The time is 1985, one year before Ronald Reagan’s massive Tax Reform Act began a sweeping overhaul of the federal government's byzantine Internal Revenue Code.
The place is Peoria, Illinois, a gritty blue collar and farming town in America’s heartland.
In David Foster Wallace's The Pale King, Peoria is home to the IRS’s Midwest Regional Examination Center, or REC. The IRS, of course, is the bureaucracy of all bureaucracies, or as a character in the novel describes it: “arguably the most important federal bureaucracy in American life”.
The mission of the IRS is to administer the income tax code, one of the most staggeringly complex pieces of legislation ever stitched and bolted together by the U.S. Congress. As the novel unfolds, the IRS is in the throes of change.
The old guard IRS employees see themselves as being on a moral mission – it is the civic duty of all U.S. citizens to pay taxes without cheating, and it is the duty of the IRS to enforce this.
However, there is a movement afoot – “the New IRS” as David Foster Wallace calls it – to run the Service like a business, to maximize profits and minimize costs. Thus, IRS examiners not only look for errors and fraudulent returns, but also weigh the gravity of the erroneous or false return against the amount of revenue it will generate if it is selected for audit. Small potatoes fraud is passed over or flagged for an IRS letter, and only those returns guaranteed to produce a large chunk of revenue in recovered tax and the attendant penalties and interest are flagged for an audit by an actual human.
The New IRS is personified by the shadowy Merrill Errol Lehrl, who believes in the occult, and who employs the "fact psychic" Claude Sylvanshine and his partner Reynolds to sniff out happenings at the Midwest REC. It seems that old guard director DeWitt Glendenning (the Pale King, for reasons unexplained) is assembling the most talented examiners from around the country for a showdown against Lehrl’s efforts at computerization.
All this takes place in the age of COBOL, when computers were giant mainframes locked deep inside sealed, air-conditioned rooms. Wallace identifies this moment as the point in time when the relationship between man and machine began to change – when the first steps at automation started in earnest and the first instances of job elimination occurred, as America passed from the late stages of the industrial era into the information age.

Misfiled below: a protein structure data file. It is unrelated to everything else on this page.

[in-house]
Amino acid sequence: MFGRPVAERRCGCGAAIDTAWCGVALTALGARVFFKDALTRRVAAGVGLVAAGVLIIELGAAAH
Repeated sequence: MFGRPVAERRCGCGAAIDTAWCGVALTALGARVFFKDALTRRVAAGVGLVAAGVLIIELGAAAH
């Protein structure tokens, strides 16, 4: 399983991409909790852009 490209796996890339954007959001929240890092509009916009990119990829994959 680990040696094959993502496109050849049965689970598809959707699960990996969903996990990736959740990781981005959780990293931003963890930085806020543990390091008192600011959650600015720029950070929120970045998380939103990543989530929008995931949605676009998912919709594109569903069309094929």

If Lehrl’s computers outperform Glendenning’s human examiners, a rip-tide of automation will sweep through the IRS. This struggle seems to be the main plot device of this unfinished work.
Wallace thus constructs a universe based on the Peoria REC, much as he once created a universe centered on the Enfield Tennis Academy – ETA – in Infinite Jest. He populates this universe with an amusing and somewhat sad collection of misfits and neurotics.
Those examiners who have the mind-numbing job of reviewing each and every routine tax return for possible audit are known as “wigglers”. They work at “tingle tables”. “Cart boys” bring them fresh tax returns as they toil away under bad fluorescent lighting in the windowless exam rooms. Their ranks are swelled at tax time by seasonal workers known as “turdnagels”.
Among the cast of wigglers are: David Cusk, a man subject to horrific attacks of flop sweats in social situations; “Irrelevant” Chris Fogle, who was “called” to the IRS through a religious experience that happened while listening to a Jesuit priest at DePaul University extoll the virtues of accounting; two David Wallaces, one whom we never see, a valuable, high-level auditor, and David Wallace the sometime narrator, who is mistaken for the “valuable” David Wallace through a computer glitch, but is really just a low-level wiggler with a horrendous case of acne and a back story that is almost identical to David Foster Wallace the author of the book; and Meredith Rand, a beautiful but disturbed woman who was admitted to a psychiatric hospital in her teens as a result of self-mutilation.
Each character has some type of neurosis or oddity that makes him unfit for normal society, but wonderfully suited to work at the REC, where each day they toil away at the soul-killingly boring job of reviewing the vast mass of citizen tax returns.